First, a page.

First daughter Ivanka Trump is set to take part in a summit hosted by the Trump administration to address human trafficking, but according to The Washington Post, many of the most prominent advocates won't be in attendance. The paper writes that "some of the country's most prominent anti-trafficking organizations and advocates won't be there" because they feel that the administration is actually rolling back protections that have been in development for more than 20 years.
"We have such a chasm between rhetoric and reality, Martina Vandenberg, founder of the Human Trafficking Legal Center, a network of attorneys who take on trafficking cases, said to the Post. "This administration is undermining protections carefully built for trafficking victims over two decades."
People adds that the event was organized by Ivanka, who serves as senior White House aide. President Trump, along with Vice President Mike Pence and Attorney General Bill Barr, was set to attend. The White House claims that it is currently working to push anti-trafficking work and pouring "tens of millions" into new initiatives, but many experts say that it's simply not the case.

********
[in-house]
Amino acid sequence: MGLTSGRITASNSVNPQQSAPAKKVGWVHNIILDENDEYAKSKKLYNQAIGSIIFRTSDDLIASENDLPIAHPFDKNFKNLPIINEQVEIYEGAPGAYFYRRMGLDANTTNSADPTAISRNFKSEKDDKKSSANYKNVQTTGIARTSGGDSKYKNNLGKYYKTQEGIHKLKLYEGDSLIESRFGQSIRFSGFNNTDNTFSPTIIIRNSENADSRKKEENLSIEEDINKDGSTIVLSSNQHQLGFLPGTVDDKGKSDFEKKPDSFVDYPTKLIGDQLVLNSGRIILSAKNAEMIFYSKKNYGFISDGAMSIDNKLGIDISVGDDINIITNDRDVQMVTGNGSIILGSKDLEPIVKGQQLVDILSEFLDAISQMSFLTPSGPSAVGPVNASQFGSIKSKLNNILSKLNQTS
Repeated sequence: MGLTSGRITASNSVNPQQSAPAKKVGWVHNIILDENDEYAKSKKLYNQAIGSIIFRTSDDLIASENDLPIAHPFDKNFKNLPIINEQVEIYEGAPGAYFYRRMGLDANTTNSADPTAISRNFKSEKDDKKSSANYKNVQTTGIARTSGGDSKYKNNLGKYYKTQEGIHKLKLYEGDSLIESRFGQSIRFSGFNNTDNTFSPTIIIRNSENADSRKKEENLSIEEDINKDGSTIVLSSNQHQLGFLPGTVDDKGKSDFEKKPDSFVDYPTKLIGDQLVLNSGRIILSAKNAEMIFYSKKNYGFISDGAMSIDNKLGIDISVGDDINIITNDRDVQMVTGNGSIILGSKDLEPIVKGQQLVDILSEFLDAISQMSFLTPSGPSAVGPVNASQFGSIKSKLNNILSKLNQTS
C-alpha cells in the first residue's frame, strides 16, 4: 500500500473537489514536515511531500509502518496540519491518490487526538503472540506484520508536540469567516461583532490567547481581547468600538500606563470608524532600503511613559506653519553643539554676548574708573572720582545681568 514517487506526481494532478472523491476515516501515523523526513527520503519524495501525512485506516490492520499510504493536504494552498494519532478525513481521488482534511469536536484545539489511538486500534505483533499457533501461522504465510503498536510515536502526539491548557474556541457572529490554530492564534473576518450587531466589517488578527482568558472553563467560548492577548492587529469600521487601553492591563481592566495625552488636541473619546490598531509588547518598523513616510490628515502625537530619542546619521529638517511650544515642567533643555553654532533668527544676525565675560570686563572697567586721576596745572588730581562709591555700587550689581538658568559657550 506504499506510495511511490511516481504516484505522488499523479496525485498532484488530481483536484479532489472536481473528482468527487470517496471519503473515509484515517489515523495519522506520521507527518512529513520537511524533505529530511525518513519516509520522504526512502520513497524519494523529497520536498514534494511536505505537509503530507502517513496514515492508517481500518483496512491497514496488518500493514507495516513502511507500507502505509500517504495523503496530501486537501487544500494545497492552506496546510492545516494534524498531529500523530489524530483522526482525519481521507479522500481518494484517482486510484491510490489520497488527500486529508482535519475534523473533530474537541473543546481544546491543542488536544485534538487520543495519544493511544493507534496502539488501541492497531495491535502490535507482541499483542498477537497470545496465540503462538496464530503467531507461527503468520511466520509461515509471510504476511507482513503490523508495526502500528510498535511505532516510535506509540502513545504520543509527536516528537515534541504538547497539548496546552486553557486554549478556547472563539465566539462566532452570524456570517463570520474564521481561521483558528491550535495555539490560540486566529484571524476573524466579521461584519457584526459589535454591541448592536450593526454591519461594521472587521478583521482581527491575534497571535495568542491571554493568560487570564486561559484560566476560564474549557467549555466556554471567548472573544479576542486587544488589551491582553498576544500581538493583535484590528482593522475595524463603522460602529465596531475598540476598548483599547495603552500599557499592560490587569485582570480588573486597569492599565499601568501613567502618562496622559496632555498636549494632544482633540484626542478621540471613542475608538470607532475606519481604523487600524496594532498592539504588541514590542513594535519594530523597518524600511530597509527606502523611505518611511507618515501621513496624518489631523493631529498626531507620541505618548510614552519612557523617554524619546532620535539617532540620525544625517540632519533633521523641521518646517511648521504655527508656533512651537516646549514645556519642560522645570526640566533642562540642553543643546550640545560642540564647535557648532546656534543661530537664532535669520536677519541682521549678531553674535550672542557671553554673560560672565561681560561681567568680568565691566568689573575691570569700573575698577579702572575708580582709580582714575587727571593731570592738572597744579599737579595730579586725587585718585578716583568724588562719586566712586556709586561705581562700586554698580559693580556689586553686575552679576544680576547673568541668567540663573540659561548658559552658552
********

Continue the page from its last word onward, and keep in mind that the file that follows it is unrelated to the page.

Representatives from Polaris, a nonprofit organization that runs the national human-trafficking hotline and Freedom Network USA, the country’s largest anti-trafficking coalition, have already decided to skip out on the event. T visas, which offer temporary legal status to immigrants, are the main point of contention.
Back in 2018, the Post reports, U.S. Citizenship and Immigration Services stated that anyone that applies for and is denied a T visa could face immigration court and be subsequently deported. That meant that many human trafficking survivors became fearful of even applying for the visa.
In a statement to the Post, Ivanka said, "I am honored to stand with the president as we convene federal, state, local, and tribal leaders, alongside survivors, employers, and advocates to ensure that we see the end of the crisis of human trafficking once and for all."
She previously penned an op-ed for the Post where she addressed trafficking directly, promising "bold action" from the administration.